The argument that no harm was done because petitioner had nothing further to offer is not impressive. In the first place, the record does not show this to be the fact. The trial judge drew this conclusion from the failure of petitioner's attorney to make any such claim of prejudice in the memoranda which he filed in the superior court. Counsel had made the basic point when he incorporated in the fact stipulation of February 28, 1955, the statement that ‘no notice was given petitioner of said hearing and petitioner had no opportunity to appear at said hearing.’ We are of the opinion that he was not obligated to show or attempt to show prejudice, that he was entitled then and now to stand upon the proposition that the proceeding before the board was and is void. The case of Corcoran v. San Francisco, etc., Retirement System, 114 Cal.App.2d 738, 745, 251 P.2d 59, cited by respondents, is not to the contrary. Be that as it may, who can say that, if present at the hearing and cognizant of what was going on, petitioner could not or would not have produced expert evidence as to the slow progress of coronary sclerosis which would have convinced the board? Who can say she could not do so if a hearing were now directed? Respondents cite cases, Ocean Accident & Guarantee Corp. v. Industrial Accident Common., 180 Cal. 389, 182 P. 35; Walsh v. Industrial Accident Comm., 1 Cal.2d 747, 36 P.2d 1072, wherein it was held that improper receipt of evidence in the absence of and without notice to a party was not fatal to the proceeding because it affirmatively appeared that the complaining party could not improve his record if the matter were reopened and therefore it affirmatively appeared he had not been prejudiced by the departure from normal procedure. Those cases are not controlling here because it does not affirmatively appear that the evidence would necessarily be the same upon a new hearing, or that petitioner would inevitably fail in her proof if given a new hearing of the kind required by law,—by due process.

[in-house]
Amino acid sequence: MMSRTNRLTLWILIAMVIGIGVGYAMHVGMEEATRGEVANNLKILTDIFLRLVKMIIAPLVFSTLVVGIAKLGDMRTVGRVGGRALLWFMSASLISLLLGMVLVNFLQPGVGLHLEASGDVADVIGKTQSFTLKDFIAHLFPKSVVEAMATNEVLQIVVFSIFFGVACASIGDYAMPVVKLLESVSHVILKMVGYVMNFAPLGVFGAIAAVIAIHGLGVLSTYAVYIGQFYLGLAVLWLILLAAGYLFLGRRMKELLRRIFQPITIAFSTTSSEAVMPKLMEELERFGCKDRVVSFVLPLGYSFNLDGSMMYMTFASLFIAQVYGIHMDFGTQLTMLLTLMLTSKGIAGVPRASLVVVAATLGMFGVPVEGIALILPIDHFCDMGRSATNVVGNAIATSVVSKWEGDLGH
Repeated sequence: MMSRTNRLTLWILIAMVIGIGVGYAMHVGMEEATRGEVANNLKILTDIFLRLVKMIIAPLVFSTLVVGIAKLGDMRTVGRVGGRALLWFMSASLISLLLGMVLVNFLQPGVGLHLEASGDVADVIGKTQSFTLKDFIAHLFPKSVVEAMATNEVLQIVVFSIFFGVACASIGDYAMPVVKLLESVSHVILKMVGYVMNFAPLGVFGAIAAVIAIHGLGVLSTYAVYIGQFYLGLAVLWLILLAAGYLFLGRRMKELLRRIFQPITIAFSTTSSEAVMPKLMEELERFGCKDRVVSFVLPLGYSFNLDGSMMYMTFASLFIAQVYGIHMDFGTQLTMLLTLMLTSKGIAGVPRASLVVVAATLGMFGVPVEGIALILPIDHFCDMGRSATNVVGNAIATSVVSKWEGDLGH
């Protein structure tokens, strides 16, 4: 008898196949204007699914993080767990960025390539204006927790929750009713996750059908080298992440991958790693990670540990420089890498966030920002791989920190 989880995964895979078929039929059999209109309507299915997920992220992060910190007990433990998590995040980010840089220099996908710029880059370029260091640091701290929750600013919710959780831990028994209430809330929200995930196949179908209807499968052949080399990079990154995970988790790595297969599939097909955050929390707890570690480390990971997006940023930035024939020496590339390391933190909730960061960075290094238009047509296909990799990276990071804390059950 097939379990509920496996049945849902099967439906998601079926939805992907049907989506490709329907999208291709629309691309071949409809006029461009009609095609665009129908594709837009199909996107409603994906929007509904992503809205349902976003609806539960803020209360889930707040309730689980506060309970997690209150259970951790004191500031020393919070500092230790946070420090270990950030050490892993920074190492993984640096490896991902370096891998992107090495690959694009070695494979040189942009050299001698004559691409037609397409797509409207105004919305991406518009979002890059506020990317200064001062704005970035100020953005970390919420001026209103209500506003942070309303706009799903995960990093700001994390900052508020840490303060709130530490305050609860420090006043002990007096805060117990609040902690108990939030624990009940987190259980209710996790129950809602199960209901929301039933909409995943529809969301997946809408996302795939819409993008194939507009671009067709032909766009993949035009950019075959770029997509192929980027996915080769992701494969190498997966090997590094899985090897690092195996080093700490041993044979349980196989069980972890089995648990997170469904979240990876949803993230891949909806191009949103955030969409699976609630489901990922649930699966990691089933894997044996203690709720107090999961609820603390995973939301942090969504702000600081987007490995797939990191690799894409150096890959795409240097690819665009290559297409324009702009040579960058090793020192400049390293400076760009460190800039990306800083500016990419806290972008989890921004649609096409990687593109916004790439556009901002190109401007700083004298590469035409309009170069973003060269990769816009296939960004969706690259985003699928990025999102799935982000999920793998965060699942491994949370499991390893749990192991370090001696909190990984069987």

The judgment is reversed with direction to the trial court to enter judgment remanding the proceeding to respondent Board of Retirement3 for a new hearing upon proper notice and consistent with the views herein expressed.
1. The 1955 amendment of this section does not affect the case at bar.
2. Fitzgerald v. Department of Labor and Industries, 45 Wash.2d 642, 276 P.2d 957; Berndt v. Department of Labor and Industries of State, 44 Wash.2d 138, 265 P.2d 1037; Vendemia v. Cristaldi, 95 U.S.App.D.C. 230, 221 F.2d 103.
3. Fascination, Inc., v. Hoover, 39 Cal.2d 260, 265, 268, 246 P.2d 656.
MOORE, P. J., and FOX, J., concur.